Catechesis of the Good Shepherd

4 & 5 year old and those entering Kindergarten

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"Light of Christ Celebration"  Liturgy of Light

This liturgy is based upon the Easter Vigil. We gather with the children in the dark, where we pray the same ritual on the paschal candle and light it for the first time as did Bishop Conlon at the Easter Vigil.  Then we process behind the candle into the atrium.

Our song of praise and a blessing over the paschal candle led us to read the scriptural account of the resurrection. Each child is handed a small candle, “lit” from the paschal candle, with the words, "receive the light of Christ." We hold the candles for a short time of prayer and singing, then place them around the paschal candle.

Cenacle - Catechesis of the Good Shepherd
Sometimes the best moments in the Atrium are when the children get to explore special moments from our Liturgy within a setting that is created just for their young minds. In this photo our student is exploring the Cenacle. She is working with the materials to understand when Jesus spent time in the upper room celebrating the Passover meal with his friends, the apostles. During the presentation our students heard Christ's words in Mark 14:12-25, "This is my body. Take and eat it.", and "This is my blood. Take and drink it." All the children were very fascinated by these words, and were able to talk about when we hear these words during the Liturgy of the Eucharist. Each one of the students expressed their excitement about being able to participate in this very special feast at Mass when they make their First Holy Communion a few years from now. 

Catechesis of the Good Shepherd for Preschool -
4 and 5 years old and those entering Kindergarten.  

The Catechesis of the Good Shepherd is an approach to the religious formation of children. It is rooted in the Bible, the liturgy of the Church, and the educational principles of Maria Montessori. Children gather in an "atrium," a room prepared for them, which contains simple yet beautiful materials that they use.


You may be wondering how these materials help the religious life of children? If an adult hears a beautiful passage from the Bible, the adult might take a Bible, find the passage, and read it slowly again and again. He or she may think deeply about the words and perhaps speak to God in a thankful or hopeful prayer. But a little child, too young to read, needs another way. In an atrium the child can ponder a biblical passage or a prayer from the liturgy by taking the material for that text and working with it - placing wood figures of sheep in a sheepfold of the Good Shepherd, setting sculpted apostles around a Last Supper table, or preparing a small altar with the furnishings used for the Eucharist. Older children who do read often copy parables from the Bible, lay in order written prayers from the rite of baptism, or label a long time-line showing the history of the kingdom of God. The Catechesis of the Good Shepherd program joins Sofia Cavalletti's theological insights into children's spiritual development with the educational principles and methods developed by Marie Montessori.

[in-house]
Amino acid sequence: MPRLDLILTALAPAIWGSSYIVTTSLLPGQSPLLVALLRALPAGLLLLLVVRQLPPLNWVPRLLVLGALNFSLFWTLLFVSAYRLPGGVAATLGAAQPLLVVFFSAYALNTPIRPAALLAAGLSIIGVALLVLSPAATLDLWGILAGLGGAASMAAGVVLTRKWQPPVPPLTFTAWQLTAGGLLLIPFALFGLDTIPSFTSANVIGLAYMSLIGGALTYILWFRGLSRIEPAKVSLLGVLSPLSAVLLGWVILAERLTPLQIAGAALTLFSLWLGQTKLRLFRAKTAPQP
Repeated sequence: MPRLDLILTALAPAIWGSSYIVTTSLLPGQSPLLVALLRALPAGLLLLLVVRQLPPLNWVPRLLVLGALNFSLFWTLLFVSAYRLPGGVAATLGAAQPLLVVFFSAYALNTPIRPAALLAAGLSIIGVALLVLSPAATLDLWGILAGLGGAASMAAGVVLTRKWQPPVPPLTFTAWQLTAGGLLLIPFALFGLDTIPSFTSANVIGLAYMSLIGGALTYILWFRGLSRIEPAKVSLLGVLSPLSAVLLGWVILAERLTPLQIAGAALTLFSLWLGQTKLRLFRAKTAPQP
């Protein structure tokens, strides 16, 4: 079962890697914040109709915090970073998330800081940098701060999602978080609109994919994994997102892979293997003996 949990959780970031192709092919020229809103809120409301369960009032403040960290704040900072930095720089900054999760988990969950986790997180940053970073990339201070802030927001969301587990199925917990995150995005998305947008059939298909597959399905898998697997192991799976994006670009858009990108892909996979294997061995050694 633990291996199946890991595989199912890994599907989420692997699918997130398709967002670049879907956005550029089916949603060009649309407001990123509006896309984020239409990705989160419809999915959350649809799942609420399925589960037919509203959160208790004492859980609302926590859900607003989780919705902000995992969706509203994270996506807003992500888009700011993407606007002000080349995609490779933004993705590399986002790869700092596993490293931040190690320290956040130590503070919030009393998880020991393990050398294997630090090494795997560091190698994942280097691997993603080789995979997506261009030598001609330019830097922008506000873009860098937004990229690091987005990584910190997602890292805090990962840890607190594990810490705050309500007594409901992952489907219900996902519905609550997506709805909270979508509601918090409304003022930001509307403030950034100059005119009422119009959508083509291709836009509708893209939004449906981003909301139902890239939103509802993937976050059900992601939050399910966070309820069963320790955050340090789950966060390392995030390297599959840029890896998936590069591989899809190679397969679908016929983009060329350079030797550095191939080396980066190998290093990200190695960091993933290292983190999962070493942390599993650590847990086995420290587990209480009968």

"If we want to help the child draw nearer to God, we should with patience and courage seek to go always closer to the vital nucleus of things. This requires study and prayer. The child will be our teacher if we know how to observe."
-- Sofia Cavalletti


History of the Catechesis of the Good Shepherd

The Catechesis of the Good Shepherd is the result of a long period of careful observation of children by Sofia Cavalletti and her Montessori collaborator, Gianna Gobbi, in Rome. It began quite by accident, without warning or planning, the way God so often comes into our lives. In 1954 Sofia was a Hebrew and Scripture scholar, comfortable in her role in the academic world, when a mother asked her to give some religious instruction to her son. At first Sofia refused, saying she knew nothing about children. The mother persisted and eventually, Sofia consented. That experience with a 7 year-old changed her whole life. She saw in that child and in numerous other children since, a way of being in the presence of God that is both unique to the child and a gift to the adult who stops long enough to notice. Perhaps it is because Sofia went before the child with no preconceived ideas of what should happen that the child responded with such joy. Certainly her background in Scripture made it possible for her to talk about God in a way that opened and enthused the child. From that day to the present time Sofia and Gianna remind us constantly to look to the child for that sign of a deeply religious life - joy - and to always ask the question: "What face of God is the child telling us he or she needs to see?"





Rosie McCune
Mrs. McCune and her husband, Jeff, have been parishioners of St. Raymond for 16 years. They have three children who attend St. Raymond Religious Education. Their oldest son is in 7th grade, they have a daughter in 5th grade, and a daughter in 4th grade. Mrs. McCune taught 2nd grade RE for 5 years. When approached with the opportunity of teaching in the CGS program Mrs. McCune instantly fell in love with all that the program offers! 

Anna Foreman

2016-2017 Atrium Handbook

All About the Atrium

Parent Resources


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